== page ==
Randomized controlled trial of chlorhexidine gluconate for washing, intranasal mupirocin, and rifampin and doxycycline versus no treatment for the eradication of methicillin-resistant Staphylococcus aureus colonization

Clin Infect Dis. 2007 Jan 15;44(2):178-85. doi: 10.1086/510392. Epub 2006 Dec 14.


Background: Eradication of methicillin-resistant Staphylococcus aureus (MRSA) carriage may reduce the risk of MRSA infection and prevent transmission of the organism to other patients.

Methods: To determine the efficacy of decolonization therapy, patients colonized with MRSA were randomized (3:1 allocation) to receive treatment (2% chlorhexidine gluconate washes and 2% mupirocin ointment intranasally, with oral rifampin and doxycycline for 7 days), or no treatment. Follow-up samples for MRSA culture were obtained from the nares, perineum, skin lesions, and catheter exit sites monthly for up to 8 months. The primary outcome measure was detection of MRSA at 3 months of follow-up. Univariate and multivariable analyses were performed to identify variables associated with treatment failure.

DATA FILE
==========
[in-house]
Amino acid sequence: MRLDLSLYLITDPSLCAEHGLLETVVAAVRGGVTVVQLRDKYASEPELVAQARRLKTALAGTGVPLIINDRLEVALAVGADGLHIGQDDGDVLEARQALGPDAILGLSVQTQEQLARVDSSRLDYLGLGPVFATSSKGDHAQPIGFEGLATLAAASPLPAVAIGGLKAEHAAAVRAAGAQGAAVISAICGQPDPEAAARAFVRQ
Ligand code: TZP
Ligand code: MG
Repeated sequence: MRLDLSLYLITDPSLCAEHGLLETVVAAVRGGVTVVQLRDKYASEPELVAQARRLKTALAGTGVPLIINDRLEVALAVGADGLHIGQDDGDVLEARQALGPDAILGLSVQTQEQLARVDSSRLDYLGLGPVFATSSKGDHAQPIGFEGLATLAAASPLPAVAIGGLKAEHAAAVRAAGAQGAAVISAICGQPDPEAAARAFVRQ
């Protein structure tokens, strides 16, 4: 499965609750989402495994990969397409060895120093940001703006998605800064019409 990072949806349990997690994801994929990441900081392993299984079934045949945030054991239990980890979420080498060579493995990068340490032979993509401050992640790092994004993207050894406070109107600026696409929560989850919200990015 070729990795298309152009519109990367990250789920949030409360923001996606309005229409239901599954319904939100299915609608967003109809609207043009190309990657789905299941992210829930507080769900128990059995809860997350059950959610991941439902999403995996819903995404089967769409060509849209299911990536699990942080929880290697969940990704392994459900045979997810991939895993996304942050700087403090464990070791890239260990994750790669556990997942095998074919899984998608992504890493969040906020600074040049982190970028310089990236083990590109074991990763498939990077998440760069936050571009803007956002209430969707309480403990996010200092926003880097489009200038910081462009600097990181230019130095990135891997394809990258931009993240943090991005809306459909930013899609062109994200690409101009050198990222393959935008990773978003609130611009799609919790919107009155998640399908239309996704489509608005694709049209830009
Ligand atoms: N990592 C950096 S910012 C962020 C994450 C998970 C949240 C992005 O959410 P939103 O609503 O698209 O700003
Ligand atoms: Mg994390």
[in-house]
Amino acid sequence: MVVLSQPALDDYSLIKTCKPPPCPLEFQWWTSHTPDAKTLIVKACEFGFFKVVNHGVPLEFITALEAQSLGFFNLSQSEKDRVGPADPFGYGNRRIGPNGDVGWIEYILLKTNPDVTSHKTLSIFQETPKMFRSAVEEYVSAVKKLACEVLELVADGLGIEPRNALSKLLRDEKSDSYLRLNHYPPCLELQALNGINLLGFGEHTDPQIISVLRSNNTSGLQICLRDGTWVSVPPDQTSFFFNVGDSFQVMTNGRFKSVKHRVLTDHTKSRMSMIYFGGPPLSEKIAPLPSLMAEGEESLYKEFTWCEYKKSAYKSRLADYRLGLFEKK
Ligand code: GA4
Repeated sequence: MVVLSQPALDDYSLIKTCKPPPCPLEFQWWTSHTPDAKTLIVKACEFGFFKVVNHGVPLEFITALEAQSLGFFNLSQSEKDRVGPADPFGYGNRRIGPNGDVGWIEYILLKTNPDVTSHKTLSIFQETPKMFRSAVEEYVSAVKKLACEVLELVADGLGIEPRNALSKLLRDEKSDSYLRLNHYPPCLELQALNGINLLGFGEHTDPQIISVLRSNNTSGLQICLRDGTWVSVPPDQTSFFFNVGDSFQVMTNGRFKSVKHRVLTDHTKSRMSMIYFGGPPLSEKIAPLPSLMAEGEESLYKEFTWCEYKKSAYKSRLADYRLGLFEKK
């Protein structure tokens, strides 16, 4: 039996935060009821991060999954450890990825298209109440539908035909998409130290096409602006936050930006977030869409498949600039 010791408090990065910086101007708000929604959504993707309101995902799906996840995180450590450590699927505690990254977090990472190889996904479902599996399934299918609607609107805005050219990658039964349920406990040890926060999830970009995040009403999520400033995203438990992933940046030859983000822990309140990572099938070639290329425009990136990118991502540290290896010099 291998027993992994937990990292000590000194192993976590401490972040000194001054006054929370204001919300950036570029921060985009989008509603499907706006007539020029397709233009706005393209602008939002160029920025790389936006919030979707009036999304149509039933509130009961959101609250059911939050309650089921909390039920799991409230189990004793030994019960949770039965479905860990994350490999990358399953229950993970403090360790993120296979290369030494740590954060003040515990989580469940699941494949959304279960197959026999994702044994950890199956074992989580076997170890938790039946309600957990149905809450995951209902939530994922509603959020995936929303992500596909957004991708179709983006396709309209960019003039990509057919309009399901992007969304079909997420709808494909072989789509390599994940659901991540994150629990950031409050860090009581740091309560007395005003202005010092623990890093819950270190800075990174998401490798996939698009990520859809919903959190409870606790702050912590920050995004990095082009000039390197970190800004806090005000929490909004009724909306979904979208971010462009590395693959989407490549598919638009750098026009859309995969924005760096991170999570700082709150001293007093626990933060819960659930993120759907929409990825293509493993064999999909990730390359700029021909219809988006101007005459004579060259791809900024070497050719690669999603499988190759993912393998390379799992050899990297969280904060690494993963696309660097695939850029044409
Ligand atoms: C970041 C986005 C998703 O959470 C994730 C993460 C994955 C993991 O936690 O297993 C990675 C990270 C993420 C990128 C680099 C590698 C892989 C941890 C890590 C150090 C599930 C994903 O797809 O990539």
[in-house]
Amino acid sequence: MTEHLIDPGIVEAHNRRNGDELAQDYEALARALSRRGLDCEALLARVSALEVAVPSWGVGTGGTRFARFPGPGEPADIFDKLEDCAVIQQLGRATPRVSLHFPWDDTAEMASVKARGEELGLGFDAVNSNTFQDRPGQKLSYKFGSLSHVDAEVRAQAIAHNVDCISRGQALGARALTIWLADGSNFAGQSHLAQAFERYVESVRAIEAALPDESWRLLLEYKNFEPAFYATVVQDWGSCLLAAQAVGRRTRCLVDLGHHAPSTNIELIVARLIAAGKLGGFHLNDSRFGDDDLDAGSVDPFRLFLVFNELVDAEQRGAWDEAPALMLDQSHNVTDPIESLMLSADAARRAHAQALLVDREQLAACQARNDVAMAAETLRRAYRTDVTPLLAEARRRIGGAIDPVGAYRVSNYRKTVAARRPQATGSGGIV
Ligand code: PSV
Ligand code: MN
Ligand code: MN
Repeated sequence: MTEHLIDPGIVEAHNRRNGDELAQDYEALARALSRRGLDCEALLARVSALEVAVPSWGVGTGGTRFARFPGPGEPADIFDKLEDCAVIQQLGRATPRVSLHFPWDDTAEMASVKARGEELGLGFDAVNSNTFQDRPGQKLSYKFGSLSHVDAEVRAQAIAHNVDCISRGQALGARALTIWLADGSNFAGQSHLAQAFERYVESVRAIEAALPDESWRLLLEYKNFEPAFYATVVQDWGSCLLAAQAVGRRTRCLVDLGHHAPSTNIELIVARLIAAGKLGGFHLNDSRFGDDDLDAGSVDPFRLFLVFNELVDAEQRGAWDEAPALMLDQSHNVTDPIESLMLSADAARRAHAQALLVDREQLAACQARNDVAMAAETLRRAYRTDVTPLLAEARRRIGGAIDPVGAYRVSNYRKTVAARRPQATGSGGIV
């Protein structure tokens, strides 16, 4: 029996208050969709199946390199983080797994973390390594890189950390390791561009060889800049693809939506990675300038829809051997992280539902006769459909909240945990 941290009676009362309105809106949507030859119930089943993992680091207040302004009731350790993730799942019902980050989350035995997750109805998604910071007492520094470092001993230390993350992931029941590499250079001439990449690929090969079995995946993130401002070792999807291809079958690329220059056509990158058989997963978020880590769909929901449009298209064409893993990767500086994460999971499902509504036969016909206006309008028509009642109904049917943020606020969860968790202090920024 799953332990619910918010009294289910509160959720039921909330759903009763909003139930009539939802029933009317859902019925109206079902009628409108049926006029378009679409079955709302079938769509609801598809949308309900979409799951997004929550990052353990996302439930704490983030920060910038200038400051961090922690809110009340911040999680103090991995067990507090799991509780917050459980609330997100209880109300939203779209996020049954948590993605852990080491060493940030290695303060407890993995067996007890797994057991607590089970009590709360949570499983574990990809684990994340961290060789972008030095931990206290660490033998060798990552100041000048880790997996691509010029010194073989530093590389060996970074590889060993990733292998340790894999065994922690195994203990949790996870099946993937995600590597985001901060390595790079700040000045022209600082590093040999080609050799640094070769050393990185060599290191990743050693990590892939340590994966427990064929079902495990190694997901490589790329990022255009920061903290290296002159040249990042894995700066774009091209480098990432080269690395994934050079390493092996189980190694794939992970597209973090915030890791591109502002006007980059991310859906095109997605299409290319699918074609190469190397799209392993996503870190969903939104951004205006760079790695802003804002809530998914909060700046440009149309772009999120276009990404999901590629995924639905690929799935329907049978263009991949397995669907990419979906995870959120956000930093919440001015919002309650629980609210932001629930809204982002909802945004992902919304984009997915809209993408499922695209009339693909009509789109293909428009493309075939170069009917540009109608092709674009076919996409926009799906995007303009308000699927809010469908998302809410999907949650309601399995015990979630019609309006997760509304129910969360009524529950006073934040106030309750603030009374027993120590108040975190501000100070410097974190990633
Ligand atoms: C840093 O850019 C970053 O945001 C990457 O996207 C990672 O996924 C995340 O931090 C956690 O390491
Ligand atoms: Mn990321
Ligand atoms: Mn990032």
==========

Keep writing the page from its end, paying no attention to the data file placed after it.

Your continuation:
Results: Of 146 patients enrolled in the study, 112 patients (87 treated; 25 not treated) were followed up for at least 3 months. At 3 months of follow-up, 64 (74%) of those treated had culture results negative for MRSA, compared with 8 (32%) of those not treated (P=.0001). This difference remained significant at 8 months of follow-up, at which time, 54% of those treated had culture results negative for MRSA (chi2=64.4; P<.0001, by log-rank test). The results of the multivariable analysis indicated that having a mupirocin-resistant isolate at baseline was associated with treatment failure (relative risk, 9.4; 95% confidence interval, 2.8-31.9; P=.0003), whereas decolonization therapy was protective (relative risk, 0.1; 95% confidence interval, 0.04-0.4; P=.0002). Mupirocin resistance emerged in only 5% of follow-up isolates.

Conclusions: Treatment with topical mupirocin, chlorhexidine gluconate washes, oral rifampin, and doxycycline for 7 days was safe and effective in eradicating MRSA colonization in hospitalized patients for at least 3 months.

Publication types

  • Randomized Controlled Trial
  • Research Support, Non-U.S. Gov't

MeSH terms

  • Administration, Intranasal
  • Aged
  • Aged, 80 and over
  • Carrier State
  • Chlorhexidine / analogs & derivatives*
  • Chlorhexidine / therapeutic use
  • Doxycycline / administration & dosage*
  • Doxycycline / therapeutic use
  • Drug Therapy, Combination
  • Female
  • Hand Disinfection / standards
  • Humans
  • Male
  • Methicillin Resistance
  • Middle Aged
  • Mupirocin / administration & dosage*
  • Rifampin / administration & dosage*
  • Rifampin / therapeutic use
  • Staphylococcal Infections / drug therapy*
  • Staphylococcus aureus / drug effects*


  • Mupirocin
  • chlorhexidine gluconate
  • Doxycycline
  • Chlorhexidine
  • Rifampin